US President Joe Biden and Russian President Vladimir Putin will hold their first summit in Geneva next month, both sides said Tuesday, paving the way for a new chapter in their fraught relationship.
The meeting in the Swiss city will take place on June 16, said White House press secretary Jen Psaki.
“The leaders will discuss all urgent issues as we try to restore predictability and stability in the US-Russia relationship,” she said.
The Kremlin confirmed the details of the summit, saying in a statement that Putin and Biden would discuss “issues of strategic stability” as well as “resolving regional conflicts” and the Covid-19 pandemic.
Biden, who is making his first international journey as president, will head to Geneva immediately after separate summits with his main Western allies in the G7, NATO and the European Union.
The face-to-face meeting with the Kremlin leader takes place amid tensions not seen for years, with Washington now turning its ambitions back to little more than establishing a relationship where both sides understand each other and can work together in specific areas.
Since taking office, Biden has launched new sanctions against Moscow over what US authorities say, Russia’s role in Solar Winds’ large-scale cyberattack and repeated interference in the 2020 presidential election.
Washington has also sharply criticized Moscow for the near-death poisoning and subsequent incarceration of one of Putin’s last open opponents, Alexei Navalny.
And where Biden told an interviewer that he agreed with Putin’s description as a “murderer,” the Russian government has formally declared the United States an “unfriendly” country.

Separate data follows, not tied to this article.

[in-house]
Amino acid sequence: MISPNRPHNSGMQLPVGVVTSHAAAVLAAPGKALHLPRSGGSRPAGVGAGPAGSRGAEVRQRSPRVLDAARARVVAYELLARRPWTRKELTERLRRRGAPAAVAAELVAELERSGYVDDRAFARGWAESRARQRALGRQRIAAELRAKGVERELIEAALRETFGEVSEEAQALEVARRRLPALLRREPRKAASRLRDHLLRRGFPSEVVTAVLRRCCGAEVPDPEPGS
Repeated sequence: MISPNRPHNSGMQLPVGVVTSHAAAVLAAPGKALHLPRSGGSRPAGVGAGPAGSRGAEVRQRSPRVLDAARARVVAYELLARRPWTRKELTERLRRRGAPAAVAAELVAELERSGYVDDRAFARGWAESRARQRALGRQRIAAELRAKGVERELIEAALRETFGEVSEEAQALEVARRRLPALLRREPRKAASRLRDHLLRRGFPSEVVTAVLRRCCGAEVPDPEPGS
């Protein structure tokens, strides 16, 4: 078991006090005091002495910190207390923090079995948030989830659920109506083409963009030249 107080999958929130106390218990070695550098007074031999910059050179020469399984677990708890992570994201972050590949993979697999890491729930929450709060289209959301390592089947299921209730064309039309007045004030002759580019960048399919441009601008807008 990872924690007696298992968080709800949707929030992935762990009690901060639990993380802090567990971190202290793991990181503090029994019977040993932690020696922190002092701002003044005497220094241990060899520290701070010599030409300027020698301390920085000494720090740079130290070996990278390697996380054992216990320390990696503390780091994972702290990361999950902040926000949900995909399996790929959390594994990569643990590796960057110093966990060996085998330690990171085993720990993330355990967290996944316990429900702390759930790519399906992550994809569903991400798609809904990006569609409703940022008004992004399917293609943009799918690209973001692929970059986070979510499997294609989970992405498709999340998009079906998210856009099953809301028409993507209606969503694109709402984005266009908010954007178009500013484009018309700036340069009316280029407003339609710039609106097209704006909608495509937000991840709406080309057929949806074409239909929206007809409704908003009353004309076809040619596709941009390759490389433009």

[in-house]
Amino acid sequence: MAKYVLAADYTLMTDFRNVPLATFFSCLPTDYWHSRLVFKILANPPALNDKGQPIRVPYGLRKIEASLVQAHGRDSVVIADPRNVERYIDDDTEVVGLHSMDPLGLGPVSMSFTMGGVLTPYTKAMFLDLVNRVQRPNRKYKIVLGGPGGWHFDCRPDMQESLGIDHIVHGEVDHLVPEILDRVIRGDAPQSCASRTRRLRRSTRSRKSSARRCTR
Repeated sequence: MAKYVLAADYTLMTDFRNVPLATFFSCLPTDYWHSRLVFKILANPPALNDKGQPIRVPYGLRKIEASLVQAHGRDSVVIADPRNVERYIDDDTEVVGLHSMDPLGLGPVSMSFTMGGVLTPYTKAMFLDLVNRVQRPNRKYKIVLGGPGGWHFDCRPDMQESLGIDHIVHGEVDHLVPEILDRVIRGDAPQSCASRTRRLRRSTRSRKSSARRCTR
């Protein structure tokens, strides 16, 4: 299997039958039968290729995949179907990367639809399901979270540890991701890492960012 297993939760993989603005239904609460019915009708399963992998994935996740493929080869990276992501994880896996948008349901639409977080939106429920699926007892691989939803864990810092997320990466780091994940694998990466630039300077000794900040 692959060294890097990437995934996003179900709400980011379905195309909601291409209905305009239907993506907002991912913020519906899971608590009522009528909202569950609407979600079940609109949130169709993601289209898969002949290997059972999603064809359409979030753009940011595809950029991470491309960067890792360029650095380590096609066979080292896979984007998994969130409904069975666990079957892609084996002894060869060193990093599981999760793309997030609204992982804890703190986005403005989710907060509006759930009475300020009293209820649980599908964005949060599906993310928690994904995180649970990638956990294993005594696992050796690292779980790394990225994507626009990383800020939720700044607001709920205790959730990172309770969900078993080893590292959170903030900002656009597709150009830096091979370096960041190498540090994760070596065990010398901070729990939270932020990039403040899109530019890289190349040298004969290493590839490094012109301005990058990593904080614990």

Moves to relieve tension
The outright accusations are a long way from the often-puzzling relationship between Trump and Putin.
The Geneva Summit comes nearly three years after Trump famously took the Kremlin leader’s side over US intelligence over whether Moscow was interfering in the 2016 US presidential election.
However, both sides are working to calm the waters ahead of the Geneva Summit, with the White House emphasizing its hope of working with Russia on well-defined strategic issues such as nuclear weapons control and the nuclear negotiations with Iran.
To prepare the ground, US Secretary of State Antony Blinken and Russian Secretary of State veteran Sergei Lavrov met last week in Reykjavik, Iceland.
Kremlin spokesman Dmitry Peskov said after the Blinken-Lavrov meeting that repairing tires “will not be easy”, but he saw “a positive signal”.
Moscow welcomed a US decision to renounce sanctions that delayed the completion of the Nord Stream 2 natural gas pipeline – a major energy supply route from Russia to Europe that US officials will worry about the EU becoming too dependent on the Russians .